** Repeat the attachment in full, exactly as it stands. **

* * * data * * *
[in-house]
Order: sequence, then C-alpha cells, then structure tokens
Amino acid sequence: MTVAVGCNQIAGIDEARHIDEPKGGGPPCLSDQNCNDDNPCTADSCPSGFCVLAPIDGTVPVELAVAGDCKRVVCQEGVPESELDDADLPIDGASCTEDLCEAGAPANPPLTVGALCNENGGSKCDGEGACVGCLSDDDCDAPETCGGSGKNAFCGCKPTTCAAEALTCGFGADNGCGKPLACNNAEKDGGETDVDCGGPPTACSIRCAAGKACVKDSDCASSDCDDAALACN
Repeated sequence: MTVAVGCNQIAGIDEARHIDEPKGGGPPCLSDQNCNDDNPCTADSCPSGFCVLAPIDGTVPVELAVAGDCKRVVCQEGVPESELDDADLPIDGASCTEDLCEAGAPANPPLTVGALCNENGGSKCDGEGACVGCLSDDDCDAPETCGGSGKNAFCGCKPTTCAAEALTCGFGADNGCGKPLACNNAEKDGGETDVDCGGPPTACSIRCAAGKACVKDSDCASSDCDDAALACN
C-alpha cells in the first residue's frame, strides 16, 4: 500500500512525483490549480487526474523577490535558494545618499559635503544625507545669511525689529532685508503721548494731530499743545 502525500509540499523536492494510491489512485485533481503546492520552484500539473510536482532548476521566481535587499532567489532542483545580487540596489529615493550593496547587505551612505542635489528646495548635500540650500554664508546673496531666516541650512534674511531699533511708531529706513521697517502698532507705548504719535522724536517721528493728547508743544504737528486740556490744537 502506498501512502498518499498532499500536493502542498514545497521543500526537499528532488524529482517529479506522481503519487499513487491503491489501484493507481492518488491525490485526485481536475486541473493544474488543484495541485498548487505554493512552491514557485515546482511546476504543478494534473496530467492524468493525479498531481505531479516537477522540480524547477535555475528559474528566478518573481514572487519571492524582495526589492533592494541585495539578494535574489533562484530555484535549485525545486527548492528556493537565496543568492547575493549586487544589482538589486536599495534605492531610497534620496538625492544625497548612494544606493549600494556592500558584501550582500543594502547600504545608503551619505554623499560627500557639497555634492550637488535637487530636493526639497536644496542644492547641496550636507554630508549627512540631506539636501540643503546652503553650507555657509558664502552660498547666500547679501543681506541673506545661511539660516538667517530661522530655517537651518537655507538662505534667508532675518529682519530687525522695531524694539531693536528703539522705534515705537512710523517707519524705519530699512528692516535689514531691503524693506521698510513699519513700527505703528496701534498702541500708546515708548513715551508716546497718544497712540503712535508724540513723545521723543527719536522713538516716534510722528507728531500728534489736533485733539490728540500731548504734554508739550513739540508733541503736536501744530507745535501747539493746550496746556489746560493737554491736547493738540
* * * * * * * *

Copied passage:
[in-house]
Order: sequence, then C-alpha cells, then structure tokens
Amino acid sequence: MTVAVGCNQIAGIDEARHIDEPKGGGPPCLSDQNCNDDNPCTADSCPSGFCVLAPIDGTVPVELAVAGDCKRVVCQEGVPESELDDADLPIDGASCTEDLCEAGAPANPPLTVGALCNENGGSKCDGEGACVGCLSDDDCDAPETCGGSGKNAFCGCKPTTCAAEALTCGFGADNGCGKPLACNNAEKDGGETDVDCGGPPTACSIRCAAGKACVKDSDCASSDCDDAALACN
Repeated sequence: MTVAVGCNQIAGIDEARHIDEPKGGGPPCLSDQNCNDDNPCTADSCPSGFCVLAPIDGTVPVELAVAGDCKRVVCQEGVPESELDDADLPIDGASCTEDLCEAGAPANPPLTVGALCNENGGSKCDGEGACVGCLSDDDCDAPETCGGSGKNAFCGCKPTTCAAEALTCGFGADNGCGKPLACNNAEKDGGETDVDCGGPPTACSIRCAAGKACVKDSDCASSDCDDAALACN
C-alpha cells in the first residue's frame, strides 16, 4: 500500500512525483490549480487526474523577490535558494545618499559635503544625507545669511525689529532685508503721548494731530499743545 502525500509540499523536492494510491489512485485533481503546492520552484500539473510536482532548476521566481535587499532567489532542483545580487540596489529615493550593496547587505551612505542635489528646495548635500540650500554664508546673496531666516541650512534674511531699533511708531529706513521697517502698532507705548504719535522724536517721528493728547508743544504737528486740556490744537 502506498501512502498518499498532499500536493502542498514545497521543500526537499528532488524529482517529479506522481503519487499513487491503491489501484493507481492518488491525490485526485481536475486541473493544474488543484495541485498548487505554493512552491514557485515546482511546476504543478494534473496530467492524468493525479498531481505531479516537477522540480524547477535555475528559474528566478518573481514572487519571492524582495526589492533592494541585495539578494535574489533562484530555484535549485525545486527548492528556493537565496543568492547575493549586487544589482538589486536599495534605492531610497534620496538625492544625497548612494544606493549600494556592500558584501550582500543594502547600504545608503551619505554623499560627500557639497555634492550637488535637487530636493526639497536644496542644492547641496550636507554630508549627512540631506539636501540643503546652503553650507555657509558664502552660498547666500547679501543681506541673506545661511539660516538667517530661522530655517537651518537655507538662505534667508532675518529682519530687525522695531524694539531693536528703539522705534515705537512710523517707519524705519530699512528692516535689514531691503524693506521698510513699519513700527505703528496701534498702541500708546515708548513715551508716546497718544497712540503712535508724540513723545521723543527719536522713538516716534510722528507728531500728534489736533485733539490728540500731548504734554508739550513739540508733541503736536501744530507745535501747539493746550496746556489746560493737554491736547493738540